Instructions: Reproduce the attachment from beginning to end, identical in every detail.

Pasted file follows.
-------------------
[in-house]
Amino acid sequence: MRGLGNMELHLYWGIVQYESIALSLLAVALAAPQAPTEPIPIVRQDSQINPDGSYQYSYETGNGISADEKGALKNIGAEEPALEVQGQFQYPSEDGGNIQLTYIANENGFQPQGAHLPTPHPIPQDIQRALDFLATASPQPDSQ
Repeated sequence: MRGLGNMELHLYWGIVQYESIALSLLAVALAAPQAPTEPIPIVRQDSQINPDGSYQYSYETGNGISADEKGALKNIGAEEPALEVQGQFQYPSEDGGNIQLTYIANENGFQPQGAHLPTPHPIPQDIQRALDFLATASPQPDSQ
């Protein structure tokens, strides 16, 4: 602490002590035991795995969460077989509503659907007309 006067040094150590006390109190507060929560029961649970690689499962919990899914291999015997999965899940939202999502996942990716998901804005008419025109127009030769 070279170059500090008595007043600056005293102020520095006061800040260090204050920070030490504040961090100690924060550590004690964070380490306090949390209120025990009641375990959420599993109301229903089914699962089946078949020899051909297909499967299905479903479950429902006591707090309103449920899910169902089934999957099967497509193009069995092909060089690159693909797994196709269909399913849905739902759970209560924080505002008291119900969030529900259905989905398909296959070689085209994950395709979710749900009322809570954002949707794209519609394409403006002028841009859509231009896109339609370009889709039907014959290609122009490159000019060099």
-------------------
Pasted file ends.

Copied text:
[in-house]
Amino acid sequence: MRGLGNMELHLYWGIVQYESIALSLLAVALAAPQAPTEPIPIVRQDSQINPDGSYQYSYETGNGISADEKGALKNIGAEEPALEVQGQFQYPSEDGGNIQLTYIANENGFQPQGAHLPTPHPIPQDIQRALDFLATASPQPDSQ
Repeated sequence: MRGLGNMELHLYWGIVQYESIALSLLAVALAAPQAPTEPIPIVRQDSQINPDGSYQYSYETGNGISADEKGALKNIGAEEPALEVQGQFQYPSEDGGNIQLTYIANENGFQPQGAHLPTPHPIPQDIQRALDFLATASPQPDSQ
């Protein structure tokens, strides 16, 4: 602490002590035991795995969460077989509503659907007309 006067040094150590006390109190507060929560029961649970690689499962919990899914291999015997999965899940939202999502996942990716998901804005008419025109127009030769 070279170059500090008595007043600056005293102020520095006061800040260090204050920070030490504040961090100690924060550590004690964070380490306090949390209120025990009641375990959420599993109301229903089914699962089946078949020899051909297909499967299905479903479950429902006591707090309103449920899910169902089934999957099967497509193009069995092909060089690159693909797994196709269909399913849905739902759970209560924080505002008291119900969030529900259905989905398909296959070689085209994950395709979710749900009322809570954002949707794209519609394409403006002028841009859509231009896109339609370009889709039907014959290609122009490159000019060099």